* [[InnerMonologue Stream Of Consciousness]]: The entire book.

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* [[InnerMonologue Stream Of Consciousness]]: Deconstructed. The entire book.book starts in the third person and stays that way almost until the end, when it takes the form of Stephen's diary.
20th Apr '16 3:55:14 AM 06tele
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* ADateWithRosiePalms: It was either this or visiting a prostitute (or both at different points in the novel). He's rather vague about the specifics.
20th Apr '16 3:51:51 AM 06tele
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A mostly autobiographical novel by Creator/JamesJoyce. It deals with Stephen Dedalus' struggle to express himself. [[ComingOfAgeStory The story takes us from his early life as a boy to his struggles with the Church, and Irish society in general, as a young adult.]] The crux of the plot is Dedalus' struggle with his autonomy against the wishes of the Roman Catholic Church.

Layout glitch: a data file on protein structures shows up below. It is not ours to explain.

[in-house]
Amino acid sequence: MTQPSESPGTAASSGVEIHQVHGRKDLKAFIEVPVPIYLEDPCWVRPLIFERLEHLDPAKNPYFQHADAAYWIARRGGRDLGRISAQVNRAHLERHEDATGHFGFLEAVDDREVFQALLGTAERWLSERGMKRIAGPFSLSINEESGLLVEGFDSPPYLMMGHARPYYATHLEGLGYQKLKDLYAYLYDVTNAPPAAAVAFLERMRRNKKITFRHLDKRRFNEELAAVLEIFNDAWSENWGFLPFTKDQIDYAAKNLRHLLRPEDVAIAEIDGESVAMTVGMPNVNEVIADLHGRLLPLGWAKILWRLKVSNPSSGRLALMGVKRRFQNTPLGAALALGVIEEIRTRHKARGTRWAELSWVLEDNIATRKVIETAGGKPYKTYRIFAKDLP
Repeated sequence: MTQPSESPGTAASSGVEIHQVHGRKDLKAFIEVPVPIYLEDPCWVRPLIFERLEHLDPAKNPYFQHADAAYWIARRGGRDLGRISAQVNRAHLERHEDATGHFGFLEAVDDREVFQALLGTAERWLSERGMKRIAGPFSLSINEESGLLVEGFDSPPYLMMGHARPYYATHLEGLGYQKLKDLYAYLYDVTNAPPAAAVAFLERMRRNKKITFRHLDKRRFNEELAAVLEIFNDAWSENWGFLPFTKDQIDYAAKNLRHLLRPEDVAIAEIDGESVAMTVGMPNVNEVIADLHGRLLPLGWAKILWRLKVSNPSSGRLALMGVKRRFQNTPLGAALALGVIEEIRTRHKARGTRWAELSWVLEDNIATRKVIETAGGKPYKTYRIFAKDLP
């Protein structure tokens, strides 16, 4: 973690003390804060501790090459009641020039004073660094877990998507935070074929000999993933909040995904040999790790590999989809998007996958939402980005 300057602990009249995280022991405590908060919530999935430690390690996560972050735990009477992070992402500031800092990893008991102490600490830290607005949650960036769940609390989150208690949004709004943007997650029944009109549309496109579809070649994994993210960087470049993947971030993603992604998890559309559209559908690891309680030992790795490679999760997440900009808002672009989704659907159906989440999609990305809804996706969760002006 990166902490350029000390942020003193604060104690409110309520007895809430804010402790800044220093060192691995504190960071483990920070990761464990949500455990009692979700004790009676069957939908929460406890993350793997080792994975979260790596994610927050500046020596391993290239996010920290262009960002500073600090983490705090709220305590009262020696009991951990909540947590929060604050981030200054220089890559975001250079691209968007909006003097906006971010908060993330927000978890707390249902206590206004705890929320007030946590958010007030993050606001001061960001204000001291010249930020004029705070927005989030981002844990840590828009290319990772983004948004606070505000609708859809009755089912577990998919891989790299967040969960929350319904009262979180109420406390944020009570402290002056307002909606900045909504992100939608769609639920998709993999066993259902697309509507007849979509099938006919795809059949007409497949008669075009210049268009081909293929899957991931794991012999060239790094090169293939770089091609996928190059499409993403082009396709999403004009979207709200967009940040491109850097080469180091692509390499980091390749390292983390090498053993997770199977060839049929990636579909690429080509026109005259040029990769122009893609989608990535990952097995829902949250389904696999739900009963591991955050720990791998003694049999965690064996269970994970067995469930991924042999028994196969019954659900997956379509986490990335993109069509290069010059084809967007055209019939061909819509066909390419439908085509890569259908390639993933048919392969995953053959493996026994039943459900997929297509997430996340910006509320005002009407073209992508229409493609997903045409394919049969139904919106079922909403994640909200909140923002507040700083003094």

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A mostly autobiographical novel by Creator/JamesJoyce. It deals with Creator/JamesJoyce, centred on a young Irishman, Stephen Dedalus' Dedalus, and his struggle to express himself. [[ComingOfAgeStory The story takes us from his early life as a boy to through his struggles relationship with the Church, church and with the institutions of Irish society in general, as to his becoming a young adult.]] The crux of the plot is Dedalus' struggle with his autonomy against the wishes of the Roman Catholic Church.